Anyway, I love how even our diaper bag has gone from the size of a carry-on luggage bag (for #1) to stuffing the diapers and their few accessories in with whatever else we're toting in our one small cloth bag that provides for all of us.

    I also love the comment about heaving an enormously heavy carseat around as though that makes more sense than just carrying a tiny infant. I was noticing the other day that so many new mums were struggling to carry those seats around through doors and up and down stairs in town.

    I pointed it out to my partner and he and I both agreed that there is just no way a baby could ever be that cumbersome. Get a nice stretchy wrap (for ease with a newbie at least)and have two hands-free even! It couldn't be c/s pain that does it, because if you can carry a heavy carseat with the infant inside of it, then you can carry just the infant! I oftentimes couldn't do either, so we had an exorbitant amount of skin-to-skin for the first few months.

    I am looking forward to slinging this baby, but I don't yet know what type will best suit our bodies, so babe will be in-arms until I figure it out. Add the third item- a sling.

    Clothing
    Diapers
    Sling

    And even those can be done without under certain circumstances like very warm climate/summer, elimination communication, and holding in-arms and learning how to do things with one hand or having extended family to hold babies too. Not that anyone who likes having those things should go without on principle.

    As other posters have expressed, the need is for the mother and baby to bond and truly know one another, and using a device intermittently isn't going to damage that relationship where there are the intentions and actions to fulfill those deeply-rooted and primal needs.

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  22. In moderation things like baby seats, swings, and the soothing sound machine can be a life saver. If I hadn't used these things, I would have never gotten a bath or shower when my child was an infant...or been able to make dinner. The key to that however, is moderation,I think these things do promote detachment when they are used exclusivley. When I wasn't in the shower, or making dinner, you can bet my baby was in my Ergo carrier or just plain old in my arms :) he was a thumb sucker from the get go so we never bothered with pacifiers.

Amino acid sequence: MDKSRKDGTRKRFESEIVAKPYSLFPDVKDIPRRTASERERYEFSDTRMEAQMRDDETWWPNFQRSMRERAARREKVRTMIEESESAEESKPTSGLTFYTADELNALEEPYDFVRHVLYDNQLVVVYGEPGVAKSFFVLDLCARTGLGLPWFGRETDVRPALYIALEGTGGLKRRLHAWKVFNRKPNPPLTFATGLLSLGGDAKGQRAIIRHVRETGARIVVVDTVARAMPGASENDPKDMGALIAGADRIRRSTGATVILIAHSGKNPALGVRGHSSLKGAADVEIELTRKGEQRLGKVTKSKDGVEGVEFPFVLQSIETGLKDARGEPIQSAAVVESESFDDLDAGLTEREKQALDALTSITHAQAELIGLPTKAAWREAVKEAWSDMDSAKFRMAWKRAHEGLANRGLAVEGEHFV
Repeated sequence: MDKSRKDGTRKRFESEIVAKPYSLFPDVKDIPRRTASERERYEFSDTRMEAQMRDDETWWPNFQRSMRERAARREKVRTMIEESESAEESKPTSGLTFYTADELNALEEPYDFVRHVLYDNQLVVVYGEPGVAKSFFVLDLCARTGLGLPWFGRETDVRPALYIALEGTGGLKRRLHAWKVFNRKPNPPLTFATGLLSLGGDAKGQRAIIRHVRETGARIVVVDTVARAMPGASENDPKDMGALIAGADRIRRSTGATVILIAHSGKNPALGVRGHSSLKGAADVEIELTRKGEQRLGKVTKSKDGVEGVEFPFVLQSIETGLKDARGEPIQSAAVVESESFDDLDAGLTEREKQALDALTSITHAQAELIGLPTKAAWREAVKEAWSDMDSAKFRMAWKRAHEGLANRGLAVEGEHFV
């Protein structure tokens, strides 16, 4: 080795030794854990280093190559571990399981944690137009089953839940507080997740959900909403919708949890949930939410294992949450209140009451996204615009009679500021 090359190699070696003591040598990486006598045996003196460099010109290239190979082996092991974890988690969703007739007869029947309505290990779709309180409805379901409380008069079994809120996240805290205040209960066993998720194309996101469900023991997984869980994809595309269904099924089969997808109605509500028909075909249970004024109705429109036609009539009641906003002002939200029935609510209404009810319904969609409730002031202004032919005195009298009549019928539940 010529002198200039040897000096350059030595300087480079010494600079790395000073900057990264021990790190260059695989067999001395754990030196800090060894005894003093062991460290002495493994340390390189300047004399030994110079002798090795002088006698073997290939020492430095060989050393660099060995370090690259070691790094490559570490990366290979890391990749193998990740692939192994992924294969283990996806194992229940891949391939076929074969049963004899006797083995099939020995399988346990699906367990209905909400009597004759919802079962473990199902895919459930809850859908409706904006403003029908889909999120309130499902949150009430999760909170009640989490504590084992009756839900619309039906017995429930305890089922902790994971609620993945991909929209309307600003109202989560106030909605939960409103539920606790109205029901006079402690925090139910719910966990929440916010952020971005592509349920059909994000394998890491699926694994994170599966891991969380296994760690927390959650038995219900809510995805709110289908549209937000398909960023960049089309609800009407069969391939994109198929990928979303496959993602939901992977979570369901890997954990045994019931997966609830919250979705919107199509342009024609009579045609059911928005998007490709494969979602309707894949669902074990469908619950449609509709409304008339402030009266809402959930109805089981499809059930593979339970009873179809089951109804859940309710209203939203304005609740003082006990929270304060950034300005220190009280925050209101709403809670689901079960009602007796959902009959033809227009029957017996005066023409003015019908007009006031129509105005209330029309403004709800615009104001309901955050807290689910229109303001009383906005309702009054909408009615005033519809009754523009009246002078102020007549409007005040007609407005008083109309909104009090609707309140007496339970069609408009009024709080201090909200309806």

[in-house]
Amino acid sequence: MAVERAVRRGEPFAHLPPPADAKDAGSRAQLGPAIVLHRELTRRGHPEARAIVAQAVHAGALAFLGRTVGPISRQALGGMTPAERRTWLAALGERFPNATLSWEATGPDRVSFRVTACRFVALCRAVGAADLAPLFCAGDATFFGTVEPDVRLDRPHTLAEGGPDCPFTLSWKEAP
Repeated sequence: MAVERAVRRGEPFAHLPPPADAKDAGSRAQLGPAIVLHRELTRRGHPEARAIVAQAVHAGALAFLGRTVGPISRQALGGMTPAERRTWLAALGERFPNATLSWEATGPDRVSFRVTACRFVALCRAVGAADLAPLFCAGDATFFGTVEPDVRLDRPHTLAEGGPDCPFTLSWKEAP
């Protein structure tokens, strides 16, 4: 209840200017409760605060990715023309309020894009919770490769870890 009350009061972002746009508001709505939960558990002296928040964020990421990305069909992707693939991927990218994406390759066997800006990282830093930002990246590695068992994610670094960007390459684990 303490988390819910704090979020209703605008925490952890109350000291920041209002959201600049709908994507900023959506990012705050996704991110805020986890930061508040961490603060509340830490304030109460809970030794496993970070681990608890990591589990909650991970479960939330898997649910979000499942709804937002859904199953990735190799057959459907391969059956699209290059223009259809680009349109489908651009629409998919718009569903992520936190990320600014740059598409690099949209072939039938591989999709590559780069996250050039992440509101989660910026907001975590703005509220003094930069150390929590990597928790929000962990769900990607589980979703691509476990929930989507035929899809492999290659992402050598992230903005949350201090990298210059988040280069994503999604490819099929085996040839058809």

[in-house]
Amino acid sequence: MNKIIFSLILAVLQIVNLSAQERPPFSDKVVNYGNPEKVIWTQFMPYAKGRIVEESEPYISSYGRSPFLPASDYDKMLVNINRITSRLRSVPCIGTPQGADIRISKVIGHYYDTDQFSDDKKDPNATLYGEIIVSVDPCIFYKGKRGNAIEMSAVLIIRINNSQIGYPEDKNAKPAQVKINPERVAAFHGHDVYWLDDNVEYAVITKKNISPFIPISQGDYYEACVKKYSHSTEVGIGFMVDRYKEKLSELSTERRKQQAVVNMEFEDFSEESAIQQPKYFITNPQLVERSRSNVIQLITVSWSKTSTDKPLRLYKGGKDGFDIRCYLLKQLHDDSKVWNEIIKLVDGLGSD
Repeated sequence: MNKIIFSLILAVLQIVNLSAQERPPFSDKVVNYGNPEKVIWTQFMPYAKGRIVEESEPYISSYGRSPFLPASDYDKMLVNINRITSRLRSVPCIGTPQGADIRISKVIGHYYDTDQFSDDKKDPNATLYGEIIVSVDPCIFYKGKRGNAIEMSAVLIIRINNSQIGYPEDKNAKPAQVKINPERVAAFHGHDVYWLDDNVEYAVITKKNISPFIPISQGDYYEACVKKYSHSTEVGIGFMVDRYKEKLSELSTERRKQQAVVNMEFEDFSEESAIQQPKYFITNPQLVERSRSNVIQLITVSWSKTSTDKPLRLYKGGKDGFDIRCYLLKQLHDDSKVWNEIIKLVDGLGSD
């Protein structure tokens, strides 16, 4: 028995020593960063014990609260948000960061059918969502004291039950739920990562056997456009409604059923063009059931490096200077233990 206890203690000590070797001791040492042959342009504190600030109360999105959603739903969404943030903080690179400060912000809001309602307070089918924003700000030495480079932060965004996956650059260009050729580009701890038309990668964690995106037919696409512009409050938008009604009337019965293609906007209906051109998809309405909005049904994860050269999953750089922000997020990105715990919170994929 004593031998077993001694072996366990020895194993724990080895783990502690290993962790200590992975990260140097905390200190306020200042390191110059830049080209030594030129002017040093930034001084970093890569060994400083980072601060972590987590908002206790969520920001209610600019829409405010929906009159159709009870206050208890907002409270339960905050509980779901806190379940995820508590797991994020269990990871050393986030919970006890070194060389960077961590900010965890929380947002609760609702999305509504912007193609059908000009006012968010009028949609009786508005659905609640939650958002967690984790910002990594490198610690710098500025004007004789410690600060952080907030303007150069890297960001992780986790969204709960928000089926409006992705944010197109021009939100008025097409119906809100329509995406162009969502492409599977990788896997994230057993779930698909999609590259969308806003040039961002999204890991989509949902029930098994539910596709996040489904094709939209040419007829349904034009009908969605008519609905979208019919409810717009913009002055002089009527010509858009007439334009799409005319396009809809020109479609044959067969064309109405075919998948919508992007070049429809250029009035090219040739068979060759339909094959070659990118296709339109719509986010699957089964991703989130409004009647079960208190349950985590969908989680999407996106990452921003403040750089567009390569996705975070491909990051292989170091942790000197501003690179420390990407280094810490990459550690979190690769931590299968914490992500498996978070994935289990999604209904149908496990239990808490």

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  23. My second child is almost 10 months and we've use our swing maybe 3 times total. As it sits in my livingroom I'm not sure why we have it. Bottles? Nope we breastfeed and I can say from experience since my first was bottle fed (young mom and inexperienced and NO support) breastfeeding is so much easier! We've got the stroller too but my son hates it so he's on my hip of in daddy's or big bro's arms. Sigh, wish I'd known then what I know now.

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  24. So true! Before I had my daughter I had no clue. I had to have a nursery. Crib...monitor...etc..I thought I NEEDED all of that stuff. After she was born I realized that stuff was useless. My instincts kicked in and she never once used her nursery. With that said we couldn't live without our swing. It was the only spot that comforted her other than my arms. She loved it so I feel for us the swing was a necessity. Whatever makes YOUR baby happy is an attachment to their needs.